Leaving out the scary / detailed parts:
Therefore, results herein suggest that caution should be used when operating these 3D printing instruments inside unvented or unfiltered indoor environments due to their large emissions of UFPs.
One important limitation to this study is that we have no information about the chemical constituents of the UFPs emitted from either type of 3D printer [...]
[...] there may also be differences in toxicity because of differences in chemical composition.
This means that although many processes release UFPs (the authors of the paper compare to cooking), all UFPs are not created equal. Since the UFPs from 3D printing are still an unknown, the only real answer from a safety perspective is to treat them as dangerous.
I am not qualified to give an opinion on what should be done but I will share what I would do:
A note on positive vs negative pressure related to venting and filtering: if you produce positive pressure within the enclosure, you are going to be blowing all the UFPs out into your environment anyway. Negative pressure vented to a safe body of air or neutral pressure with good seals and recirculated filtering may avoid that.
A note on filters: Activated carbon filters will not remove UFPs. HEPA filters may remove 3D printing UFPs.
As long as the uncertainty exists, I predict that as the market matures, filtering and enclosures will become more standard. At this point in time, the only enclosed AND HEPA filtered consumer-grade FDM printers I am aware of are the Up! Box and the Zortrax Inventure. There are a number of enclosed printers without filtering.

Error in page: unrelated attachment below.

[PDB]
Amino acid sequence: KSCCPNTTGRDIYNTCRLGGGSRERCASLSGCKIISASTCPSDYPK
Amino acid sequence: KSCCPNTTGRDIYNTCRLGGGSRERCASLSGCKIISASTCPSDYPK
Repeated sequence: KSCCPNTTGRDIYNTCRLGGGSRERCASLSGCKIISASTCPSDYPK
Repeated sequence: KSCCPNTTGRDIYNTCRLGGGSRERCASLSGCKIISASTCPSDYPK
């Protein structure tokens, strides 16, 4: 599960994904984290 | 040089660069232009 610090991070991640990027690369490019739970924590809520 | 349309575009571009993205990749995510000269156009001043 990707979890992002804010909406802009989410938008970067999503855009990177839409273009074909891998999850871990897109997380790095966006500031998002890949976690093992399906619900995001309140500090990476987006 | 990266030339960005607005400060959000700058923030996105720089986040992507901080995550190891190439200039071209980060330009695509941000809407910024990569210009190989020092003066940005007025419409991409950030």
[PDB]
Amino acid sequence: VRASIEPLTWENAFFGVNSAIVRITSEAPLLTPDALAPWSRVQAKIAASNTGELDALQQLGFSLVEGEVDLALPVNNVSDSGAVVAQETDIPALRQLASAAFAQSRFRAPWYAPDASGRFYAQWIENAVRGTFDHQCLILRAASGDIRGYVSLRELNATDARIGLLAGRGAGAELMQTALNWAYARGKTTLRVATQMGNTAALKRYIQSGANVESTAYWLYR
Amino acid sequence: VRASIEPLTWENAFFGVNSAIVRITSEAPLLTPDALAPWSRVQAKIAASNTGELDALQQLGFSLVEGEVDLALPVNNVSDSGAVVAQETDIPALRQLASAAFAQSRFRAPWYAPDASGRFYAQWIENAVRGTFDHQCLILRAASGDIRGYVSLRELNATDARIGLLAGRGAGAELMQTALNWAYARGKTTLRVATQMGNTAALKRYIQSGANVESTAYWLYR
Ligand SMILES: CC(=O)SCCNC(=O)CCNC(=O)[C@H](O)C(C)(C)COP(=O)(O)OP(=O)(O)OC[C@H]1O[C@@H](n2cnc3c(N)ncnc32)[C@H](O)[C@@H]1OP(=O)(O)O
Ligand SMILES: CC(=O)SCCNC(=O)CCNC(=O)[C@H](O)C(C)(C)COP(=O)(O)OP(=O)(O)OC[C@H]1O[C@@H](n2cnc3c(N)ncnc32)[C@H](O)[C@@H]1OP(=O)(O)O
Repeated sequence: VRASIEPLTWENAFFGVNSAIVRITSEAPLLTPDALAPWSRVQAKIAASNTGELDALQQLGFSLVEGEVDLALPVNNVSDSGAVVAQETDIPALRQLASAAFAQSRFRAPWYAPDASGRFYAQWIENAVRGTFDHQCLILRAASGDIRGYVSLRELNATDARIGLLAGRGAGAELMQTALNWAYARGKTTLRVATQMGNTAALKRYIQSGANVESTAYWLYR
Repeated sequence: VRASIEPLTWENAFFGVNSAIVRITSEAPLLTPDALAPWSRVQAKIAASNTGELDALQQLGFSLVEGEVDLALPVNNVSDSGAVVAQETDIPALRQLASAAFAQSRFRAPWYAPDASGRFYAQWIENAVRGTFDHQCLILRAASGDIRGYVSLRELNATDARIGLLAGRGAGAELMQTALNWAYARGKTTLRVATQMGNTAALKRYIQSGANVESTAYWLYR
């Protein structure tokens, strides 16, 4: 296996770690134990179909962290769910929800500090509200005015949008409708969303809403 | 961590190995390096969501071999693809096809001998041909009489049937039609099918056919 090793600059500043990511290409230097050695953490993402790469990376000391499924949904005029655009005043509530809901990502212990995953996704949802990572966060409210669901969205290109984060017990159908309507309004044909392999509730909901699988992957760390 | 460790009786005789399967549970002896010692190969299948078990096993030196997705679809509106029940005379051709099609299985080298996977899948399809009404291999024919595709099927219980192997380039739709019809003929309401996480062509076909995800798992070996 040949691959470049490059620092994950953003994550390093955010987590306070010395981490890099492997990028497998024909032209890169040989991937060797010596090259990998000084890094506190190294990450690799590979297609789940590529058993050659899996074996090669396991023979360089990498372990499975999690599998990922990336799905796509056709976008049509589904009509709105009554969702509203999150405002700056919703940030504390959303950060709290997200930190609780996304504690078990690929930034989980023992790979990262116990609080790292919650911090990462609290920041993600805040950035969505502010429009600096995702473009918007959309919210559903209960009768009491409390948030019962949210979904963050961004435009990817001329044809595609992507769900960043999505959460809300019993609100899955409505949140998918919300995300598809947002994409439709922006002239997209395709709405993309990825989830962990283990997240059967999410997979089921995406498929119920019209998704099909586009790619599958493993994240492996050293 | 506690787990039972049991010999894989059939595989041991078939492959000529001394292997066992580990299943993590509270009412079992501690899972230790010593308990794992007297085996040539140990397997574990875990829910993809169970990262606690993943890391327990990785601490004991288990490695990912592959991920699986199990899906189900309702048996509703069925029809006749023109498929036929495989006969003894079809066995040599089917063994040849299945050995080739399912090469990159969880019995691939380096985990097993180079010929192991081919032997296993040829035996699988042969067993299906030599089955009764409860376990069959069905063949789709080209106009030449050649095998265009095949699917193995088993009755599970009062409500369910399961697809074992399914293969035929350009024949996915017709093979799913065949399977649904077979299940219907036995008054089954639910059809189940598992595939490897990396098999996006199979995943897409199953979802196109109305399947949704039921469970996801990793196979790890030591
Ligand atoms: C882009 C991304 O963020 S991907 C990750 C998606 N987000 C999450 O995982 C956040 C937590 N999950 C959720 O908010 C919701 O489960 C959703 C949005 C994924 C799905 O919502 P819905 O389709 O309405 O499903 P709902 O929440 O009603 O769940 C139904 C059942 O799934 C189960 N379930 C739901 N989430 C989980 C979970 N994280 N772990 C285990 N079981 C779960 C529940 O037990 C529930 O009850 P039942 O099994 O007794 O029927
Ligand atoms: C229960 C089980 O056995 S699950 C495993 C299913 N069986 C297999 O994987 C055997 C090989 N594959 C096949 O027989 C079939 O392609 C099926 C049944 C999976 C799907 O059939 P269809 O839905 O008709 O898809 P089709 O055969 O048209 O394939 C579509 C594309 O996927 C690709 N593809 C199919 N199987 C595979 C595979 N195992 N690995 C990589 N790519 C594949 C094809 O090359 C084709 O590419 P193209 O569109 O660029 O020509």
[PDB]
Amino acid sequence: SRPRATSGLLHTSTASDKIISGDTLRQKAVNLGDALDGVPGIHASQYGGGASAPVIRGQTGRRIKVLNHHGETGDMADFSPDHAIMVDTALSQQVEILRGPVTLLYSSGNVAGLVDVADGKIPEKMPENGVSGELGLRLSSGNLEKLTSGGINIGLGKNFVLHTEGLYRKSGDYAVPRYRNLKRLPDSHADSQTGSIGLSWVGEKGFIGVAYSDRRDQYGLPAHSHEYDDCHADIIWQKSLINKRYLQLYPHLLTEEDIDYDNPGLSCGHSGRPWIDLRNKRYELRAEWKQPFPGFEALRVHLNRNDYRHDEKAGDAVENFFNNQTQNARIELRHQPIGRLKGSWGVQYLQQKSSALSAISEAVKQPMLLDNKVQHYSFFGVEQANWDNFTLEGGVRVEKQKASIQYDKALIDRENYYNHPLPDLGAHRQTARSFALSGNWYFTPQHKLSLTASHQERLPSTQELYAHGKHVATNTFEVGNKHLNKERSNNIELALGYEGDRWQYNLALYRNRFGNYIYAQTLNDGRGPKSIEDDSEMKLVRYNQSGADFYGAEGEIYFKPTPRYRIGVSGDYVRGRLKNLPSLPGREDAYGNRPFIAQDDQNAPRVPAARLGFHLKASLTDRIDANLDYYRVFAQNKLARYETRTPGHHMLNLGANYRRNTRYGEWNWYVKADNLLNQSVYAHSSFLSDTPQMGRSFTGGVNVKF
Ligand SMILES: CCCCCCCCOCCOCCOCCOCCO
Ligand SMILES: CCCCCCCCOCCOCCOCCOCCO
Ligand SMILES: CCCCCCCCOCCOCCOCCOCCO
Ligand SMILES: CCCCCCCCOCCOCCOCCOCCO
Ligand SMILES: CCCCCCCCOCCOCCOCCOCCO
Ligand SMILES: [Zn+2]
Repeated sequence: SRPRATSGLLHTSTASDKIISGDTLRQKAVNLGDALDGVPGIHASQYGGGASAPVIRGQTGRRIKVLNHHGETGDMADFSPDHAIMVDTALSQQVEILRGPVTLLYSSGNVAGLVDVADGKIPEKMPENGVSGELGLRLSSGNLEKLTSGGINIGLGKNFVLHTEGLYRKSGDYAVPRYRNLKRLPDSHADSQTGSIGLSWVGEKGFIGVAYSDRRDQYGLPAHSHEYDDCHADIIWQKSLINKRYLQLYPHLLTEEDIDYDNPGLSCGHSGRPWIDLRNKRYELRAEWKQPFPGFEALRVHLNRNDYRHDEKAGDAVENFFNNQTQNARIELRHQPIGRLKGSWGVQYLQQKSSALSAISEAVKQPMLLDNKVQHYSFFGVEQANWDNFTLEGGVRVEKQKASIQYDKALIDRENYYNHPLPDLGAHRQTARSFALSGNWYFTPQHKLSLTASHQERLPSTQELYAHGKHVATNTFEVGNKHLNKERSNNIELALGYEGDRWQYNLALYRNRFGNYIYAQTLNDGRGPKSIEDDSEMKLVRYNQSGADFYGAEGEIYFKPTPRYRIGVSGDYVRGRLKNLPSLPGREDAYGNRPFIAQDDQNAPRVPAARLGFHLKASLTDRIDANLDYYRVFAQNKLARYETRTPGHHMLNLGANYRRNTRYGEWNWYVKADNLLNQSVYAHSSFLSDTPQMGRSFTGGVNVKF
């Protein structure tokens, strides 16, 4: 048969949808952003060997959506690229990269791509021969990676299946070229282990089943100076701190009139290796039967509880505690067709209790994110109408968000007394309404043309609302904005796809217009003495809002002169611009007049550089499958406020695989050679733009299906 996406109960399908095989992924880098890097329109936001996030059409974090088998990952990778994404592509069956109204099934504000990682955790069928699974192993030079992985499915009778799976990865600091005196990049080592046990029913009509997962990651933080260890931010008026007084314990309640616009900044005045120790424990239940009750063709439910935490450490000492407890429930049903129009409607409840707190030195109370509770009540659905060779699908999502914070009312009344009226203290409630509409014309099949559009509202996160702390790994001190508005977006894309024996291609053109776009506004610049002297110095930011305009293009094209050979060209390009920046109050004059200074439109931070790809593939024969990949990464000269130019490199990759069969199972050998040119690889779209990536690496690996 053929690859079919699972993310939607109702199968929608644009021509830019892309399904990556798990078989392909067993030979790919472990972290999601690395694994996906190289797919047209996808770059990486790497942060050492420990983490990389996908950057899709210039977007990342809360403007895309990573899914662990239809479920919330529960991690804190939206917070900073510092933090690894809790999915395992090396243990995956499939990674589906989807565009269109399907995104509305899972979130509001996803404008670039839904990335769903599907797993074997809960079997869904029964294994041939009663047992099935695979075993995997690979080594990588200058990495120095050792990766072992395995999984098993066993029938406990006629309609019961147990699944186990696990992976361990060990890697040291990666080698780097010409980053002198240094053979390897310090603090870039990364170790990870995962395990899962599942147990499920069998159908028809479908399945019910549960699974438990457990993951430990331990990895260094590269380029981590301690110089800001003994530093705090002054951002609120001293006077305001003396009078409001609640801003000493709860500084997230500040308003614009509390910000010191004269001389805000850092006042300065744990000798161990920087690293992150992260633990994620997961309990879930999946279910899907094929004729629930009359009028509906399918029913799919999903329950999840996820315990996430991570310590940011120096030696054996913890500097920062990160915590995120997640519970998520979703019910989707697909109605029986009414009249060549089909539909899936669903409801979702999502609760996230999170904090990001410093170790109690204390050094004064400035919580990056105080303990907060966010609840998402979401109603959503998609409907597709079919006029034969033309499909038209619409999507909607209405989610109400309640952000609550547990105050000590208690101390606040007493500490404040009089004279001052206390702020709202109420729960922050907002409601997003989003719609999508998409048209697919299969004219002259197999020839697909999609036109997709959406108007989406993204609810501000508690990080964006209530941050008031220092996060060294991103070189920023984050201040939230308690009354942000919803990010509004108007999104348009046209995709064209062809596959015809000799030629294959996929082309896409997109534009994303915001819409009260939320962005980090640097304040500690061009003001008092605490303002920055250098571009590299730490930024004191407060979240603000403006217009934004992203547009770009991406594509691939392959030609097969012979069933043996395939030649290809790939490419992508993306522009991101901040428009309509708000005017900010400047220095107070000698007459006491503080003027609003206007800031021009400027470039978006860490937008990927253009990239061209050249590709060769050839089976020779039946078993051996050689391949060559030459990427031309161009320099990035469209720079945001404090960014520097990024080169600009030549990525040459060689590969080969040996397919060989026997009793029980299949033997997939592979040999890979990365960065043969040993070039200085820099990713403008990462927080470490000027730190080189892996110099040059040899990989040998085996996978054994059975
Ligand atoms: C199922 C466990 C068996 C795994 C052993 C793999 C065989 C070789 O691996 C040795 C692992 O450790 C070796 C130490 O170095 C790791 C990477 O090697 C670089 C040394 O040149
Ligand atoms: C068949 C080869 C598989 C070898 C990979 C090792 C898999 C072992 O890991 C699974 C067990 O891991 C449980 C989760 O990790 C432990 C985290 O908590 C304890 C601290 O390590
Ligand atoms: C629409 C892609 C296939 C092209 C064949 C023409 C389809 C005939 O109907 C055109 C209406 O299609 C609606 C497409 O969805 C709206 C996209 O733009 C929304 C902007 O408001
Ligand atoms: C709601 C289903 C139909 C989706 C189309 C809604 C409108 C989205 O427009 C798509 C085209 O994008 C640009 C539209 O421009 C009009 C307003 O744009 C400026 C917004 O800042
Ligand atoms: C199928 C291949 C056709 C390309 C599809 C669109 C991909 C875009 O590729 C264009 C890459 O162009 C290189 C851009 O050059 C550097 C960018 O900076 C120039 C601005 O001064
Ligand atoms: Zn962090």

As an alternative, at least one company has appeared with products targeted at those who are concerned about various safety aspects of 3d printing.
One of the local libraries has a new small Makerbot 3D printer. I have been submitting Sketchup files converted to STL files for printing. The tech guy who runs the printer for patrons is having... is printed with a base of 2 inches, and the item itself comes out smaller. Does anyone have suggestions about this? I can get more info if someone can give me the right questions to ask. The tech is open to taking suggestions. He wants to get the printer running smoothly for patrons. I submitted a file with my own base with supports made in Sketchup. But, the tech guy said he needs to set the printer
Our library system just put a 3D printer in one of the branches. I have used SketchUp on the library computers for a number of years just to do artsy things. Suddenly, I have the opportunity... the STL file to the branch manager who tried to open it in the Makerbot software so that it could be sent to the printer. But, it gave him a message about the file not being recognized. I am... the copies of SketchUp at all the branches just so someone could do 3D printing. After doing some searching on this website, I found out that I could export a COLLADA / dae file from SketchUp. I would